Over a year ago we pulled up to my sister’s in-law’s house and found a dilapidated cabinet they had left at the curb. To my left I heard, “Oh-what-do-we-have-here?!” and I knew it was going home with us even if it meant there was no room in the car for me (this thing is massive).
It had been in my brother-in-law’s family for decades, but no one remembered where it came from or what its original use was. It’s from City Built Refrigerator Company, but I couldn’t find a stitch of information on it. We both suspect it was used as some sort of pharmacy display case. We had something different in mind for it, but first to remove the layers!
My husband brushed coats of Klean Strip, a very effective paint stripper, and then scraped away the years of lead paint with putty knife. Now, my man is used to working with dangerous materials and equipment and always exercises the utmost precaution. Until the day he was about halfway through the project and got a little careless. While brushing on a layer of the toxic liquid, the brush bristles got caught in a wood groove and splashed him in his unprotected eye. I’ll spare you his stream of consciousness and cut to where he and his red, puffy eye were done for the day. Wear your protective gear, folks!
Mr. Detail, having recovered from his little setback, returned with scabbed eyelid to the refurbishing and gave the cabinet a good sanding and smoothed out some of termite damaged areas.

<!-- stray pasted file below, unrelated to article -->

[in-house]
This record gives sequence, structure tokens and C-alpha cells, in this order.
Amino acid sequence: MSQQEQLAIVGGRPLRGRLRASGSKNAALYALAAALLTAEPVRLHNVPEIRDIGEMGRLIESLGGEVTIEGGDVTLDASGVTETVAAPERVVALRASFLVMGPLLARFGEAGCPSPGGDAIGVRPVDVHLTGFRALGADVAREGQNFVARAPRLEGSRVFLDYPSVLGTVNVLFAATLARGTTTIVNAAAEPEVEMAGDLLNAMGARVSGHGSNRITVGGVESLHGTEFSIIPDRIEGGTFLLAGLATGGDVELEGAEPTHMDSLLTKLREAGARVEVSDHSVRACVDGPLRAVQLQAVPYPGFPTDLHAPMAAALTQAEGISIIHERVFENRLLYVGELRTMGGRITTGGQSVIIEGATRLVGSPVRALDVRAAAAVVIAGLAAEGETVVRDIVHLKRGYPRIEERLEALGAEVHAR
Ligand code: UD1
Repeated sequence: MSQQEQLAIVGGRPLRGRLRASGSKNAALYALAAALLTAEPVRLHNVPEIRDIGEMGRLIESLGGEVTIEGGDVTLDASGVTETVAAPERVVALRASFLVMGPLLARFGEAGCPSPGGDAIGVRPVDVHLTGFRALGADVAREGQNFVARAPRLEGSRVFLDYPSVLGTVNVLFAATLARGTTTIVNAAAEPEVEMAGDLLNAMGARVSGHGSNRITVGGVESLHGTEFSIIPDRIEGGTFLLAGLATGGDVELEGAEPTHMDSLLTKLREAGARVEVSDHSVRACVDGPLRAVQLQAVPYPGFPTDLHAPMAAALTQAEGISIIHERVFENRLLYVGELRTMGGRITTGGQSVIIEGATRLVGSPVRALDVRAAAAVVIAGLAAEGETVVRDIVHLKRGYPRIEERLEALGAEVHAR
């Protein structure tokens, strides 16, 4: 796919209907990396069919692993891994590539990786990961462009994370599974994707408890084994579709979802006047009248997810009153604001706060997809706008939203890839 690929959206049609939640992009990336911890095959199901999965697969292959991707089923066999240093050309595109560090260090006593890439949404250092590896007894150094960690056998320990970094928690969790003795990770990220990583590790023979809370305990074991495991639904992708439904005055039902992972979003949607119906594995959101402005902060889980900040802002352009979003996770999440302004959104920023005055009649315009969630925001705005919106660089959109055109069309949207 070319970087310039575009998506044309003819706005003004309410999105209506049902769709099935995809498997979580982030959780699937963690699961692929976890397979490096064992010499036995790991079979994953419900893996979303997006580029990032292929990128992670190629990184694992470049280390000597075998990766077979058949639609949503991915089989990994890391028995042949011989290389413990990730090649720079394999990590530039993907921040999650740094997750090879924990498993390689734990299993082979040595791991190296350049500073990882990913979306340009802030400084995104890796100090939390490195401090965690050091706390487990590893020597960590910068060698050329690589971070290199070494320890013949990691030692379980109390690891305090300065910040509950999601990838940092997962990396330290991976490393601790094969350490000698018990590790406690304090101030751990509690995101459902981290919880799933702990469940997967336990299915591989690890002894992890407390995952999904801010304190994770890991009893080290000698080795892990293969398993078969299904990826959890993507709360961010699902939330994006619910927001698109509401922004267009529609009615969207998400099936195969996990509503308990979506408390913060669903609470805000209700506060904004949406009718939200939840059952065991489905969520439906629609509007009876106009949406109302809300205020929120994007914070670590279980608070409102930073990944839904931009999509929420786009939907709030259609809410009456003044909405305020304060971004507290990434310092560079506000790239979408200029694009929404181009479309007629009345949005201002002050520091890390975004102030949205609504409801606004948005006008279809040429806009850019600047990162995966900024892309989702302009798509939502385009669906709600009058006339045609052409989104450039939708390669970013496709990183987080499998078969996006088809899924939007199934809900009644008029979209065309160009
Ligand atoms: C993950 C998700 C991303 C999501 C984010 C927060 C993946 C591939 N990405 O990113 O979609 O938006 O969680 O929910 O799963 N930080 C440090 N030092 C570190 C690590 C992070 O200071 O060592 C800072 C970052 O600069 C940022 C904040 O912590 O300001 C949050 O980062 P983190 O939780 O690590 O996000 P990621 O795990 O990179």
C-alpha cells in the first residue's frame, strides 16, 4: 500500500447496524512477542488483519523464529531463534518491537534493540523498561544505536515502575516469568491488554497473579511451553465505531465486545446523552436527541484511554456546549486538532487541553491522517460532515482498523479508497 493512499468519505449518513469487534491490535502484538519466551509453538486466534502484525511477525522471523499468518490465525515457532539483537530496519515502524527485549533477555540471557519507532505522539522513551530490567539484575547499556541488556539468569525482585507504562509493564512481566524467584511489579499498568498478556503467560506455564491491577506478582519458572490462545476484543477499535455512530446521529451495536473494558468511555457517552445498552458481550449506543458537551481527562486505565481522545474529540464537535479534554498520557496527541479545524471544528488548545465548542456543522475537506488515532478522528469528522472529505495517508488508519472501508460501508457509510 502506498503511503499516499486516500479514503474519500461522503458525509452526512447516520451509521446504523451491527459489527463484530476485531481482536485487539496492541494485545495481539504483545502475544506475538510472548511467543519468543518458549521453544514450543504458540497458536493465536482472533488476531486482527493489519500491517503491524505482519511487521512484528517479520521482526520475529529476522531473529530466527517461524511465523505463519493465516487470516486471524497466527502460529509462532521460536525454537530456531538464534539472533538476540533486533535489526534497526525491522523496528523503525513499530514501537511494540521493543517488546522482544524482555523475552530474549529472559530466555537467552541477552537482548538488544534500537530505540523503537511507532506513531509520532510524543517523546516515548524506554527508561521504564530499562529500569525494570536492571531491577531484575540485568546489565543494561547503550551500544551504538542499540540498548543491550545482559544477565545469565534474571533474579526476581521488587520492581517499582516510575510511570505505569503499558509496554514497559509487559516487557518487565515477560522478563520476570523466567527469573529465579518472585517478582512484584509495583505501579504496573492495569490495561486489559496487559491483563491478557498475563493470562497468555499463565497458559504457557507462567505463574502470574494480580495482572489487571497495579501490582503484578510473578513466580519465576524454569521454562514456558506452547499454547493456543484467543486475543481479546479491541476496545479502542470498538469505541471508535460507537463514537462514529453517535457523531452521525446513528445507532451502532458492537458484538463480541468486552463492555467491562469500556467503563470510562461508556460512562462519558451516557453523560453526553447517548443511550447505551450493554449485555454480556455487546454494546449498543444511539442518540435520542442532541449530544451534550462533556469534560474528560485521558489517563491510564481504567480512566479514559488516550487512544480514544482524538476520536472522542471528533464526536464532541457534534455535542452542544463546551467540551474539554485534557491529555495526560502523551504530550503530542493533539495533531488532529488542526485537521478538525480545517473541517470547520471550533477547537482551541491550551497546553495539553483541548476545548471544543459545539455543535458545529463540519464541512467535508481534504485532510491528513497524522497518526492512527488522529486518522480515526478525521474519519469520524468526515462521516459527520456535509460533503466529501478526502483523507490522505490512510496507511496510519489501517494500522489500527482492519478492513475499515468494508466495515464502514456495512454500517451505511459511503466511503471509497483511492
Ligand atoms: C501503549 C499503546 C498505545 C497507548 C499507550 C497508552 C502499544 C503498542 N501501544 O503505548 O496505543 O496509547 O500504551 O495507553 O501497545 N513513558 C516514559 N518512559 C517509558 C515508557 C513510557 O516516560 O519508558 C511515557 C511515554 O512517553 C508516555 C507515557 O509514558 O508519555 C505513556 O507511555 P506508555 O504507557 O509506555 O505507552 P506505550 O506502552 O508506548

It has sliding glass doors and shelving, which needed replacing. He cut door tracks to fit, removed the rust from the hardware and then stained them a light green.
We opted for stain instead of paint because we liked the pattern in the plywood. Then we sanded the green stain to mute the intensity and replaced the sheet of glass shelving. As it turned out there was a lot more work to be done, but I won’t bore you with minutiae.
Fast forward to a year and a half later and we were finally ready to put her up! We found the studs in the wall and made sure this beast was secure with 3 sturdy L brackets and added a few screws behind the metal tracking and drilled those into the wall.
We dressed it with some of our midcentury glassware and crystal and filled the decanters with our favorite liquors: whiskey, tequila and vodka. Any recommendations for the fourth?
This poor project was a long time coming due to interruptions and setbacks, but I am so happy with the way it turned out and think it was well worth the wait! Cocktail anyone?